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20x faster than pgvector: introducing pg_embedding extension for vector search in Postgres and LangChain

HNSW Index for approximate nearest neighbor search in Postgres

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Back when we wrote this, we were proud to bring HNSW indexes to Postgres. Since then, pgvector has added support for the HNSW index, and we've chosen to pause the development of pg_embedding and contribute to pgvector instead.
We plan on always supporting the latest version of pgvector. For more information, please refer to pgvector docs.

We’re excited to announce the release of our pg_embedding extension for Postgres and LangChain!

The new pg_embedding extension brings 20x the speed for 99% accuracy to graph-based approximate nearest neighbor search to your Postgres databases. 

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While the pgvector extension with IVFFlat indexing has been a popular choice, our new pg_embedding extension uses Hierarchical Navigable Small Worlds (HNSW) index to unlock new levels of efficiency in high-dimensional similarity search. 

You can easily implement vector search with pg_embedding in your applications. Prior knowledge of vector indexes is optional. Run the following query to get started:

CREATE INDEX ON items USING hnsw (embedding) WITH (maxelements = 1000000, dims=1536, m=32);

You can also use the extension in LangChain using the PGEmbedding vectorstore:

from langchain.vectorstores import PGEmbedding

db = PGEmbedding.from_documents(
db.create_hnsw_index(max_elements= 10000, dims = 1536, m = 8, ef_construction = 16, ef_search = 16)

For those curious about the inner workings and the differences between IVFFlat and HNSW for Postgres applications, we carried out benchmark tests on Neon Postgres to compare the performance of the two indexes. Keep on reading to find out more.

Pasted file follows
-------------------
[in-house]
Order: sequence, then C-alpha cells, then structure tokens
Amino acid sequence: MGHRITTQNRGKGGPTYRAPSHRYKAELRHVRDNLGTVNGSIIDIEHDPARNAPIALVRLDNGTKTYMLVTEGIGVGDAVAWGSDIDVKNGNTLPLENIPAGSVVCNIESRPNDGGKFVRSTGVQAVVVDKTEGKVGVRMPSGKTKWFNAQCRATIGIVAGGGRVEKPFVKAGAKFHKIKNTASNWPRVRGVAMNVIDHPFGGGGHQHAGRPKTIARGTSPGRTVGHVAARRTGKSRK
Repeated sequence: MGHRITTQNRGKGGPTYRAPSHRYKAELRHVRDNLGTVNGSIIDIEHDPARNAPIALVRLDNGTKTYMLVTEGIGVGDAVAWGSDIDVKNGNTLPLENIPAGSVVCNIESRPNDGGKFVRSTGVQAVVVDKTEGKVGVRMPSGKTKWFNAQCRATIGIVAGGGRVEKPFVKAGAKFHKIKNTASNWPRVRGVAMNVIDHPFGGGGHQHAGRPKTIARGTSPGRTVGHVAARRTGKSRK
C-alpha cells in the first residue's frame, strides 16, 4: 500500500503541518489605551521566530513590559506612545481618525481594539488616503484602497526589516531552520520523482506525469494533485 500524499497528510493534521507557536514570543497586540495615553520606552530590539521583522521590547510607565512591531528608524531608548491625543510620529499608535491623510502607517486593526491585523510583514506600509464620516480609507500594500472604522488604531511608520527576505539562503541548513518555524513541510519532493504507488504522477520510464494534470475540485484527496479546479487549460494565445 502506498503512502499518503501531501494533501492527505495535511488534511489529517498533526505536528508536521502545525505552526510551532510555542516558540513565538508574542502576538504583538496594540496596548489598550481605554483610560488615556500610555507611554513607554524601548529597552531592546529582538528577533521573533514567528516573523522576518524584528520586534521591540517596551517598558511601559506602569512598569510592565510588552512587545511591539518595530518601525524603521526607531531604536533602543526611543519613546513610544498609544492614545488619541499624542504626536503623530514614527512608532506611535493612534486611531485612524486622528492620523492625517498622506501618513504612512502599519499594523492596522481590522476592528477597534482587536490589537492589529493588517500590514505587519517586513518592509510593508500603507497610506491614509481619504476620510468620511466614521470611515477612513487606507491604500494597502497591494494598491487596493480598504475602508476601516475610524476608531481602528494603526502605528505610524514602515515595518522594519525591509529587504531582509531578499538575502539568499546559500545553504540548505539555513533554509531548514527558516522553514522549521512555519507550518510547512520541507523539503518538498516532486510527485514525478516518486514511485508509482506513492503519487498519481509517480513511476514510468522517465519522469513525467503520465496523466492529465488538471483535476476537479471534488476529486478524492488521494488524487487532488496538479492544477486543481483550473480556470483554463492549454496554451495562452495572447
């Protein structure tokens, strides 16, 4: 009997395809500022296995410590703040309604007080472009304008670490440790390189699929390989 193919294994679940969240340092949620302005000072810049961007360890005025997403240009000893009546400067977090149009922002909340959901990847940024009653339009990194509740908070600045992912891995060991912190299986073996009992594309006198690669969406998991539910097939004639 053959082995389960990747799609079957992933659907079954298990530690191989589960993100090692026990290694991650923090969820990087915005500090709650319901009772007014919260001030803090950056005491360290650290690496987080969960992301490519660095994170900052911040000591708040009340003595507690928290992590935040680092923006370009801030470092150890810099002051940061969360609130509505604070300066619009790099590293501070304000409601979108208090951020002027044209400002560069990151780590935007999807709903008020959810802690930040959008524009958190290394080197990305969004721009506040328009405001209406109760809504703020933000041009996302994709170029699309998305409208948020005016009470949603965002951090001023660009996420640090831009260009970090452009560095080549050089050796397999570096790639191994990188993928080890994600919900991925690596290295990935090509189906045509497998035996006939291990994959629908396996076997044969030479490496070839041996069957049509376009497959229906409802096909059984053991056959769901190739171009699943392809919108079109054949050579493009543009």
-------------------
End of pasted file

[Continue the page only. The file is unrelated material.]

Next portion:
Benchmark Results

The benchmark tests compare the performance of pg_embedding with HNSW and pgvector with IVFFlat indexing using the GIST-960 Euclidean dataset, which provides a train set of 1 million vectors of 960 dimensions, and a test set of 1000. Each search returned k=100 vectors.

HNSW index is stored in memory for efficiency. For this to be a comparable test, we stored IVFFlat index in memory using pg_prewarm extension:

SELECT pg_prewarm('3448836', mode => 'buffer');

The chart below is on a logarithmic scale. pg_embedding performs 5 to 30 times faster for the same recall. The higher accuracy we want to reach with IVFFlat, the longer the execution time. This is due the fact that more probes are required in pgvector and IVFFlat to reach larger recall. However, the bigger the number of probes, the faster search converges towards a sequential scan.

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Results and Analysis


We compared the performance of both extensions based on the following metrics:

  • Execution time: Measured as the average time taken to perform 100 nearest neighbor search queries.
  • Accuracy/Recall: Measured as the proportion of true nearest neighbors each query returns.


  • Datasets: We used the GIST-960 Euclidean dataset for benchmarking. This dataset is widely used for benchmarking similarity search algorithms.